The campaign ads are showing no signs of slowing in the heated race for Arizona's U.S. Senate seat.
Congressman Jeff Flake, who is endorsed by Arizona Senators John McCain and Jon Kyl, has been making every effort to paint his opponent, Rich Carmona, as a handpicked candidate who will rubber stamp President Barack Obama's policies.
Carmona flipped that notion on its head with his latest campaign ad starting the state's almost native sons -- John and Jon -- who offer glowing endorsements of Carmona.
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Of course, the lawmakers are crying foul, saying that Carmona is twisting their words -- only they're on video all but singing his praises when he was appointed by President George Bush as U.S. Surgeon General in 2002.
The ad screams out that Carmona is an Independent at heart, and has (or had) Republican friends.
In a statement the duo released, posted on a GOP blog, they blast Carmona for what they call a "deeply dishonest" ad, and for implying he has the senators' support.
It might be subtle, but the 30-second spot does note various times that the senators are speaking about Carmona's confirmation for U.S. Surgeon General.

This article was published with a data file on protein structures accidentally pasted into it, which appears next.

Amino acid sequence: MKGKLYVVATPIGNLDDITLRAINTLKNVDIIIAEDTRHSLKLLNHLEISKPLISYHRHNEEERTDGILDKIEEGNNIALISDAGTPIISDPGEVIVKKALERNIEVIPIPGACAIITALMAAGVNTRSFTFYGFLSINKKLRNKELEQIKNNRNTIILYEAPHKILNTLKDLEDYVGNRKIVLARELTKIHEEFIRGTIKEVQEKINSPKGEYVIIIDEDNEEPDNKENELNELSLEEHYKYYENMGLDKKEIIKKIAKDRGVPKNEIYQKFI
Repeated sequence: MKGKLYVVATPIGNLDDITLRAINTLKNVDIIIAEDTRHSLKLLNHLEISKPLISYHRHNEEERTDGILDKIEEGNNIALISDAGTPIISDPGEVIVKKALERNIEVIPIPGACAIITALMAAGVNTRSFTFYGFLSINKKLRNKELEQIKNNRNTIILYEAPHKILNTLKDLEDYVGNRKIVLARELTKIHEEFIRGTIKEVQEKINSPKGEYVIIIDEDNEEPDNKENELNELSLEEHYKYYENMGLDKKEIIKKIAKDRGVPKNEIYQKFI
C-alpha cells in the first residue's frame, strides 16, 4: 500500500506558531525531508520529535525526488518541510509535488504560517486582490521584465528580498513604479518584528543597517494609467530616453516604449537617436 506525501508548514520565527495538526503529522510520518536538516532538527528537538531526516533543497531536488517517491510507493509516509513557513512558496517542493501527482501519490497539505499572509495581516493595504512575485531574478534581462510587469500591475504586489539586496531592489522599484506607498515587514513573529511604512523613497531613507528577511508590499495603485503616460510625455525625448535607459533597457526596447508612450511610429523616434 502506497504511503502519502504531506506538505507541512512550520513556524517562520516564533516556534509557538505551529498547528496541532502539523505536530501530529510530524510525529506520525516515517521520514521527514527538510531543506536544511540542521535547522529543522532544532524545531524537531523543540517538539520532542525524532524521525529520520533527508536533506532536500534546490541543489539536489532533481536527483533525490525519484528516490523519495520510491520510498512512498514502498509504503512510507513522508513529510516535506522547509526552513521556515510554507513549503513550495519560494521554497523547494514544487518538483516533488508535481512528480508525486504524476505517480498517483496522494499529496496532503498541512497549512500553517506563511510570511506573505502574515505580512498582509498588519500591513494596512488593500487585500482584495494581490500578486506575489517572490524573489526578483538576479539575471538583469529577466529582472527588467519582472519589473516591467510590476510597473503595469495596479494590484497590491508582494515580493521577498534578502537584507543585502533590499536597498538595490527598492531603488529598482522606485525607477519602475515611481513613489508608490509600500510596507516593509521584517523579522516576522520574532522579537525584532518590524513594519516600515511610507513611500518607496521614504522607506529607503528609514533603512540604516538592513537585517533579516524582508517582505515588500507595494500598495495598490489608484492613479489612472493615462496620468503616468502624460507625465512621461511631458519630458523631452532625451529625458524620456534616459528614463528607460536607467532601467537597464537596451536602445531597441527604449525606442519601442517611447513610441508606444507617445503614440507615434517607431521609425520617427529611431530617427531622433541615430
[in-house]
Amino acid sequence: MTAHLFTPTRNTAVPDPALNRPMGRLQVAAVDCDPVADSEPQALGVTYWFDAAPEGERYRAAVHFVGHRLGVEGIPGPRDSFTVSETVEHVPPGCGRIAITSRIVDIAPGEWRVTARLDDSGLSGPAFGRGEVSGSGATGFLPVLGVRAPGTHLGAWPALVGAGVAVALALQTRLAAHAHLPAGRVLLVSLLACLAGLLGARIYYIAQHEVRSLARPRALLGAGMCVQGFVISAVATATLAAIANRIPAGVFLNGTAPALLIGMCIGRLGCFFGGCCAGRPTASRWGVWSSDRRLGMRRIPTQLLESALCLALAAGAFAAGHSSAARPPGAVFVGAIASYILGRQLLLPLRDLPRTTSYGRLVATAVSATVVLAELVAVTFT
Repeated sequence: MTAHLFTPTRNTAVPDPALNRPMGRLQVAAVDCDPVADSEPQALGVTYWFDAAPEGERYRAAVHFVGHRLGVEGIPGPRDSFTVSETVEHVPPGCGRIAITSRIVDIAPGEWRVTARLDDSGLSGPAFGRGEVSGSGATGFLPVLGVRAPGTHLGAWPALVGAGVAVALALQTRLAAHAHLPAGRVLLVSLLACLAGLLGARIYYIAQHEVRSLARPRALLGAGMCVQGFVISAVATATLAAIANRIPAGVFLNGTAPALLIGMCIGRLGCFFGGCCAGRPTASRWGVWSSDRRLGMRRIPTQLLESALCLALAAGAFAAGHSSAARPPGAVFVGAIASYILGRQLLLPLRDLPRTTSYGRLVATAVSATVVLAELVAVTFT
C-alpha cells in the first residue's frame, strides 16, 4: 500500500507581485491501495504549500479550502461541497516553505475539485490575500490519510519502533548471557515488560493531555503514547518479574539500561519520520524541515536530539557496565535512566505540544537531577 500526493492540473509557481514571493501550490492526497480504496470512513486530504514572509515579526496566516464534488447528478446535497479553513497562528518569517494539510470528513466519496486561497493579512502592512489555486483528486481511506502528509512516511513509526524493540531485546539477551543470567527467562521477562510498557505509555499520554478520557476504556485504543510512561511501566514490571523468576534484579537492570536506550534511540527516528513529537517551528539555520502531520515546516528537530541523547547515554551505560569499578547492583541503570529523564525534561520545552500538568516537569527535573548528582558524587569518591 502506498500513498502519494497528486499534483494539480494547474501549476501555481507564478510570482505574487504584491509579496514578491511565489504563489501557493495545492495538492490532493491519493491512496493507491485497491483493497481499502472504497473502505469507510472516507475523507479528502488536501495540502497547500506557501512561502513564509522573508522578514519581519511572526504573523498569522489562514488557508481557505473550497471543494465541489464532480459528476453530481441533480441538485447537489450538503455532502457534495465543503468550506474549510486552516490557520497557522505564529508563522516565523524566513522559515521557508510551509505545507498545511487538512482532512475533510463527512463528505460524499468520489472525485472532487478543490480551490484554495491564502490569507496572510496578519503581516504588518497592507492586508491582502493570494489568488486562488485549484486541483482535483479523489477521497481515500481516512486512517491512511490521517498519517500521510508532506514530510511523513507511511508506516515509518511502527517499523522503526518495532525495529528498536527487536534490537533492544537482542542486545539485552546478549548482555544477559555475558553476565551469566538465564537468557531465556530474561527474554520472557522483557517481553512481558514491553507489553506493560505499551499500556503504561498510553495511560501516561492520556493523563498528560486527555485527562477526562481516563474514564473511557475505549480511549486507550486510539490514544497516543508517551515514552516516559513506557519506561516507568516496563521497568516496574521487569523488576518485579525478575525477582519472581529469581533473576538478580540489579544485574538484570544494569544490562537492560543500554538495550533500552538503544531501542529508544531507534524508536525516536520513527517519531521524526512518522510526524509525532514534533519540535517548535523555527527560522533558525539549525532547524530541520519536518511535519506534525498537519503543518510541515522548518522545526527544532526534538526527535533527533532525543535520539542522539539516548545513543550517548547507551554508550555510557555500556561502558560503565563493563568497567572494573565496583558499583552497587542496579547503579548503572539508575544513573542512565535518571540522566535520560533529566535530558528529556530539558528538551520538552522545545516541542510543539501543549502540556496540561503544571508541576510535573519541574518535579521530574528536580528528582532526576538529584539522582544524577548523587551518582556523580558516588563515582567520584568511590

And, when McCain says that Carmona's "inspiring story is the living embodiment of the American dream" -- well, Carmona's story hasn't changed. So McCain's word hold true, even a decade later.
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He also says, in the ad, that Carmona is one of the most decorated policemen in Arizona. That also hasn't changed.
Carmona is that same guy who saved lives in Vietnam and as a surgeon, risked his life as a Green Beret and as a deputy for the Pima County Sheriff's Office, fatally shot a man who was trying to kill him and took a bullet in the leg from a man who was trying to kill himself.
Sure, the "johns" are probably sour that Carmona didn't join their team and run for political office under the Republican banner.
If he had, you can be sure they would be enthusiastically endorsing Carmona -- and using the same words they did when they made a clear case to their fellow U.S. Senators why Carmona was the right person to appoint as the nation's doctor.